ZAPORIZHZHIA, Ukraine (Reuters) – Ukraine said on Saturday it had seized back all areas around Kyiv, claiming complete control of the capital region for the first time since Russia launched the invasion.
As Russia’s forces regrouped for battles in the east, areas north of Kyiv were littered with destroyed Russian tanks. Ukraine presidential adviser Okeksiy Arestovych said its troops have retaken more than 30 towns and villages since Russia pulled back from the area this week.
Russia has depicted its drawdown of forces near Kyiv as a goodwill gesture in peace talks, which last convened on Friday. Ukraine and its allies say Russia was forced to shift its focus to east Ukraine after suffering heavy losses near Kyiv.
Since sending troops on Feb. 24 in what it calls a “special operation” to demilitarise its neighbour, Russia has failed to capture a single major city and has instead laid siege to urban areas, uprooting a quarter of Ukraine’s population.
Ukraine’s Deputy Defence Minister, Hanna Malyar, wrote on Facebook that the “whole Kyiv region is liberated from the invader.” There was no immediate Russian comment on the claim, which Reuters could not immediately verify.
Villages surrounding the capital bear scars of five weeks of heavy fighting in which thousands have been killed.
In the village of Nova Basan, among those retaken by Ukrainian forces, the body of a man lay next to the carcass of a car. A woman wept as men brought a coffin to remove the body.
The village showed signs of heavy fighting, with collapsed buildings and the wreckage of tanks and armoured vehicles strewn around. Another dead body, apparently that of a Russian soldier, lay near a destroyed armoured personnel carrier.
Both sides described talks held this week in Istanbul and by video link as “difficult”.
But a Ukrainian negotiator said that Russia indicated peace treaty drafts were advanced enough to allow direct talks between Russian President Vladimir Putin and Ukraine’s President Volodymyr Zelenskiy.
“They (the Russians) … confirmed our thesis that the draft documents have been worked on enough to allow direct consultations between the leaders of the two countries,” negotiator David Arakhamia told Ukrainian TV, according to Interfax Ukraine.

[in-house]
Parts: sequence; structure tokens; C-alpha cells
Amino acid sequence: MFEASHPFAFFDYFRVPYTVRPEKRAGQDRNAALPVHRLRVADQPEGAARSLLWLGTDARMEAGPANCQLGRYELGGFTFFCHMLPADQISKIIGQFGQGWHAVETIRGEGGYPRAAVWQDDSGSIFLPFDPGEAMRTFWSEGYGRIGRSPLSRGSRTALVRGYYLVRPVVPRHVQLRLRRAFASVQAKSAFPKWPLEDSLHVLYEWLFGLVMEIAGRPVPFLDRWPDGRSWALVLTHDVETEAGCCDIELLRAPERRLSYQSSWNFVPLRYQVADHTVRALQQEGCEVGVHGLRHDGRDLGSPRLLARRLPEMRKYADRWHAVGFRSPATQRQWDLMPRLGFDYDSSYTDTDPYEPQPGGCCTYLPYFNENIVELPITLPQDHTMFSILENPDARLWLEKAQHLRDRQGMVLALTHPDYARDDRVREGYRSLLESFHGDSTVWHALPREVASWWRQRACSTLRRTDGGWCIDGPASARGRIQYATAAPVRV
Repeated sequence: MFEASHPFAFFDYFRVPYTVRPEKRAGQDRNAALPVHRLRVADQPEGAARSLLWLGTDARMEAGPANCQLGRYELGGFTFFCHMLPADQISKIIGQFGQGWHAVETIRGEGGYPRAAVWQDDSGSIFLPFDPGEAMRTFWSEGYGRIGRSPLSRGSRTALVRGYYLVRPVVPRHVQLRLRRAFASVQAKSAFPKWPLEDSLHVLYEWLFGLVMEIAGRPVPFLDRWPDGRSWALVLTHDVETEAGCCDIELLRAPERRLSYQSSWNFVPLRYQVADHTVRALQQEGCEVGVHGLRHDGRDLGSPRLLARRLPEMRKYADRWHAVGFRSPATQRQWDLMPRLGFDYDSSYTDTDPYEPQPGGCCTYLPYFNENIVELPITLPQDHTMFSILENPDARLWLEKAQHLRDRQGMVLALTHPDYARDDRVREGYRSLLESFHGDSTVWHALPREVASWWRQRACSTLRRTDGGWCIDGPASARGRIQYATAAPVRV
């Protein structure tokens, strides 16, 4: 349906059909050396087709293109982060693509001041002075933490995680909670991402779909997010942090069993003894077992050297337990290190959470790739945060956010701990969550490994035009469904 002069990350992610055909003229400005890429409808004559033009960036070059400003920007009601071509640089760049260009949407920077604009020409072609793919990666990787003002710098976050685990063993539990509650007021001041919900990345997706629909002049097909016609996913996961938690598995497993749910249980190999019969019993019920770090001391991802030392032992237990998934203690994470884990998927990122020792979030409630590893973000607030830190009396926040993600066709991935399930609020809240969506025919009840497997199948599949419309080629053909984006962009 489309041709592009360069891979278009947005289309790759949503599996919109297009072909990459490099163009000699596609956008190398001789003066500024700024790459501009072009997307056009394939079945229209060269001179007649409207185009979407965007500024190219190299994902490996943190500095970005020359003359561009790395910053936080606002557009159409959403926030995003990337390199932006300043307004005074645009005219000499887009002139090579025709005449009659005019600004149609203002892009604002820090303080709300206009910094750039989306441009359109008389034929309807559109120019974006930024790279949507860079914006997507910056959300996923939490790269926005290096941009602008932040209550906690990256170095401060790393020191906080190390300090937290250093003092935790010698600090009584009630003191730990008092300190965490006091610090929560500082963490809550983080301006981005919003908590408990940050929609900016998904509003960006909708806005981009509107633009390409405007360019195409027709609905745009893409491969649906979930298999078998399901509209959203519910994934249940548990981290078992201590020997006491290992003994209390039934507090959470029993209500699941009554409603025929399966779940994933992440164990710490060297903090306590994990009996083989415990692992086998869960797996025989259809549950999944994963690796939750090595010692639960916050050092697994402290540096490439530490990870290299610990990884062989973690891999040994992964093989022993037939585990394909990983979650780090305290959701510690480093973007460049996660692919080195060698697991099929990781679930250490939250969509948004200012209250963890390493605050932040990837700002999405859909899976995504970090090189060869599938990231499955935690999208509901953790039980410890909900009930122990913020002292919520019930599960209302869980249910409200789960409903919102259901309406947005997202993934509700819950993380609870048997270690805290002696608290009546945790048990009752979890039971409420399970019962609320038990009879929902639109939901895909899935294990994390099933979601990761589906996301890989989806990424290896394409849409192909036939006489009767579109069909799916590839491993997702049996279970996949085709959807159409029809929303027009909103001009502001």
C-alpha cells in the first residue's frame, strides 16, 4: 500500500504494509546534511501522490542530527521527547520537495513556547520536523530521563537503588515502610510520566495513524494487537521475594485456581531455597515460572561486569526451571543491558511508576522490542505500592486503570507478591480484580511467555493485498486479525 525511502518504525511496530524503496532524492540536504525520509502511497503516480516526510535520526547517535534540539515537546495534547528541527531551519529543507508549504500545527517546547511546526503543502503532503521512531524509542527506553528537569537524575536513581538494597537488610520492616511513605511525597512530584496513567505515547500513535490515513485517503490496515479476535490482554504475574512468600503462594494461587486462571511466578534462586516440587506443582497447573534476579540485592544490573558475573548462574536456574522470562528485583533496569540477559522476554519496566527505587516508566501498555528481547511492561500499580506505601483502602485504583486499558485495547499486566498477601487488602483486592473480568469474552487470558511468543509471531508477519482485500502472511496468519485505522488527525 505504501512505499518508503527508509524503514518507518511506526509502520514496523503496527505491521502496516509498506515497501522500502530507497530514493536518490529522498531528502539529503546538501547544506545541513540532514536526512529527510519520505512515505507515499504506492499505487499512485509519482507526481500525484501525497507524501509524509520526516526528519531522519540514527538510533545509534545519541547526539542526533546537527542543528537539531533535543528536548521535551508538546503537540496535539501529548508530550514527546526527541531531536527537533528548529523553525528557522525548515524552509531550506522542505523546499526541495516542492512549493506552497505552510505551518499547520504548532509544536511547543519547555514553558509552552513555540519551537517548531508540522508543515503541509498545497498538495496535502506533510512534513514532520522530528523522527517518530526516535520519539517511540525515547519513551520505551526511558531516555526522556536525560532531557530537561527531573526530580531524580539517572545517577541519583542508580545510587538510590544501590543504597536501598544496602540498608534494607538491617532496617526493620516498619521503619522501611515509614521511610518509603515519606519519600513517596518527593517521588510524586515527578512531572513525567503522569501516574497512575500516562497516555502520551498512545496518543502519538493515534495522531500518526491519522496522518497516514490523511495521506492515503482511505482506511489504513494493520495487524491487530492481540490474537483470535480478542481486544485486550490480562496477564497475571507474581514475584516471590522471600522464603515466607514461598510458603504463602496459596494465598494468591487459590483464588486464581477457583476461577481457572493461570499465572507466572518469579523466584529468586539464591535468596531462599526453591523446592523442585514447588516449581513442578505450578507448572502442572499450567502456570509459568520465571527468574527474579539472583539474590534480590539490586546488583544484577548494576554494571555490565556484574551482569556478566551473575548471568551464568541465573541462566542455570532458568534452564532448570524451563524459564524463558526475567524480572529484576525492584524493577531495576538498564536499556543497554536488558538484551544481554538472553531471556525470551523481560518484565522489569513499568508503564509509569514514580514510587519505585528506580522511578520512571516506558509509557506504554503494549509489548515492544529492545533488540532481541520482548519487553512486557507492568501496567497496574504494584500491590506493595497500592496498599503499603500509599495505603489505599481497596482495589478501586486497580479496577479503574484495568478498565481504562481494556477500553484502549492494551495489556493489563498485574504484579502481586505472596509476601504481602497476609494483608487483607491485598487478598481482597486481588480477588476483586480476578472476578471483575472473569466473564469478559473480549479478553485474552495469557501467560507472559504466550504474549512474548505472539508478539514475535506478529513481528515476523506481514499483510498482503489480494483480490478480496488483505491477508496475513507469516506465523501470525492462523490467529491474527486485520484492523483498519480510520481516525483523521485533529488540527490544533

There was no immediate comment by Russia, which has made no mention of any such talks.
Among those killed near Kyiv was Maksim Levin, a Ukrainian photographer and videographer who was working for a local news website and was a long-time contributor to Reuters.
His body was found in a village north of Kyiv on April 1, the news website LB.ua where he worked said on Saturday.
In the east, a Red Cross convoy was again seeking to evacuate civilians from the besieged port of Mariupol after abandoning an attempt on Friday over security concerns. But it was not expected to reach the port until at least Sunday.
Tens of thousands of civilians remained trapped with scant access to food and water in Mariupol, Russia’s main target in Ukraine’s southeastern region of Donbas.
Some civilians who have escaped Mariupol and reached Zaporizhzhia said Russian soldiers repeatedly stopped them to check for the presence of Ukrainian fighters as they fled.
“They stripped the men naked, looked for tattoos,” said Dmytro Kartavov, a 32-year-old builder, adding that the troops paid particular attention to the men’s knees.
“I work, I do repairs, naturally my knees – these are working knees. They say – (you) climbed trenches, dug, and the like.”
International Committee of the Red Cross spokesperson Ewan Watson said its convoy had departed the city of Zaporizhzhia, some 200 kilometres (124 miles) from Mariupol, and would spend the night en route.
Pope Francis came the closest he has yet to criticising Putin over the invasion. He did not name the Russian president but said a “potentate” was fomenting conflicts for nationalist interests.
“Once again, some potentate, sadly caught up in anachronistic claims of nationalist interests, is provoking and fomenting conflicts, while ordinary people sense the need to build a future that will either be shared or not be at all,” he said during a visit to Malta.
Ukrainian officials reported missile strikes in various parts of the country.
In the south-central Dnipro region, a Russian rocket hit a rail line, badly damaging tracks and suspending train traffic, Ukrainian officials said. Earlier, Russian missiles hit the central Ukrainian cities of Poltava and Kremenchuk, said Dmitry Lunin, head of the Poltava region.
Russia’s defence ministry said its missiles had disabled military airfields in Poltava and Dnipro. It later said its forces had hit 28 Ukrainian military facilities across the country, including two depots of rockets and artillery weapons and ammunition.
The Ukrainian military also reported Russian air strikes on the cities of Severodonetsk and Rubizhne in the Luhansk region.
ALCOHOL SALES IN KYIV
In Kyiv, people started buying alcohol again after Mayor Vitali Klitschko relaxed a month-long ban.
Olena, a psychologist who was buying beer in a supermarket, said it did not mean people had forgotten the war.
“We are just supporting our country in this way. No one will be better off if we are depressed, doing nothing,” she said.
“I’m happy because for two weeks I’ve been walking around thinking ‘I want a beer’,” she said, smiling.
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